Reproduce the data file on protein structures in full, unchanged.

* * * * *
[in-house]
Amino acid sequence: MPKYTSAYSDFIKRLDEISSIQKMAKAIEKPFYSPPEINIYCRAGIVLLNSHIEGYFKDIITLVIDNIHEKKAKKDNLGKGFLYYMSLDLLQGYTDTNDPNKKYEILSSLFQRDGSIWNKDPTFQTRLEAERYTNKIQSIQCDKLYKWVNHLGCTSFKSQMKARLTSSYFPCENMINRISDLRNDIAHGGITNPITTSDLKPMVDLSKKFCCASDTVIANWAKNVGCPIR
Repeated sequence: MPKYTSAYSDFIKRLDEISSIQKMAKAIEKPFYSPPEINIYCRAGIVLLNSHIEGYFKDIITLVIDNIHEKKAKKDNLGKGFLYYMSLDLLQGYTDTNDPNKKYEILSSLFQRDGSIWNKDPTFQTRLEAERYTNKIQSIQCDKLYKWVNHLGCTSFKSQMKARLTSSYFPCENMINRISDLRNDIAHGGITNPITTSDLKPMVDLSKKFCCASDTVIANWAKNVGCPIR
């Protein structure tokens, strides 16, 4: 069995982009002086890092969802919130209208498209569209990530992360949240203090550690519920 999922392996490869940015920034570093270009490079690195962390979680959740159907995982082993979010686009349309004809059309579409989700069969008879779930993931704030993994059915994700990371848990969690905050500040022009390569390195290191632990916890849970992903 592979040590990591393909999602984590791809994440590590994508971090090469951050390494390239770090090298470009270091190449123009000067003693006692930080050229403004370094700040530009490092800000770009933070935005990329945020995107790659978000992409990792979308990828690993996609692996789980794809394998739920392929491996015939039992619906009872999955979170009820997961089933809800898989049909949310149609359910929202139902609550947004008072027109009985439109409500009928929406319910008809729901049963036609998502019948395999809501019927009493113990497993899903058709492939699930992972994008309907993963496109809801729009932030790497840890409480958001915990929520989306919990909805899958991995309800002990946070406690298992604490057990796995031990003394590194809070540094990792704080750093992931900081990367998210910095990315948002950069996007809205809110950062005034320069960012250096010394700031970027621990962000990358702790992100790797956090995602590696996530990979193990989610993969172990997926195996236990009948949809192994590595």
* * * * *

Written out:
[in-house]
Amino acid sequence: MPKYTSAYSDFIKRLDEISSIQKMAKAIEKPFYSPPEINIYCRAGIVLLNSHIEGYFKDIITLVIDNIHEKKAKKDNLGKGFLYYMSLDLLQGYTDTNDPNKKYEILSSLFQRDGSIWNKDPTFQTRLEAERYTNKIQSIQCDKLYKWVNHLGCTSFKSQMKARLTSSYFPCENMINRISDLRNDIAHGGITNPITTSDLKPMVDLSKKFCCASDTVIANWAKNVGCPIR
Repeated sequence: MPKYTSAYSDFIKRLDEISSIQKMAKAIEKPFYSPPEINIYCRAGIVLLNSHIEGYFKDIITLVIDNIHEKKAKKDNLGKGFLYYMSLDLLQGYTDTNDPNKKYEILSSLFQRDGSIWNKDPTFQTRLEAERYTNKIQSIQCDKLYKWVNHLGCTSFKSQMKARLTSSYFPCENMINRISDLRNDIAHGGITNPITTSDLKPMVDLSKKFCCASDTVIANWAKNVGCPIR
């Protein structure tokens, strides 16, 4: 069995982009002086890092969802919130209208498209569209990530992360949240203090550690519920 999922392996490869940015920034570093270009490079690195962390979680959740159907995982082993979010686009349309004809059309579409989700069969008879779930993931704030993994059915994700990371848990969690905050500040022009390569390195290191632990916890849970992903 592979040590990591393909999602984590791809994440590590994508971090090469951050390494390239770090090298470009270091190449123009000067003693006692930080050229403004370094700040530009490092800000770009933070935005990329945020995107790659978000992409990792979308990828690993996609692996789980794809394998739920392929491996015939039992619906009872999955979170009820997961089933809800898989049909949310149609359910929202139902609550947004008072027109009985439109409500009928929406319910008809729901049963036609998502019948395999809501019927009493113990497993899903058709492939699930992972994008309907993963496109809801729009932030790497840890409480958001915990929520989306919990909805899958991995309800002990946070406690298992604490057990796995031990003394590194809070540094990792704080750093992931900081990367998210910095990315948002950069996007809205809110950062005034320069960012250096010394700031970027621990962000990358702790992100790797956090995602590696996530990979193990989610993969172990997926195996236990009948949809192994590595």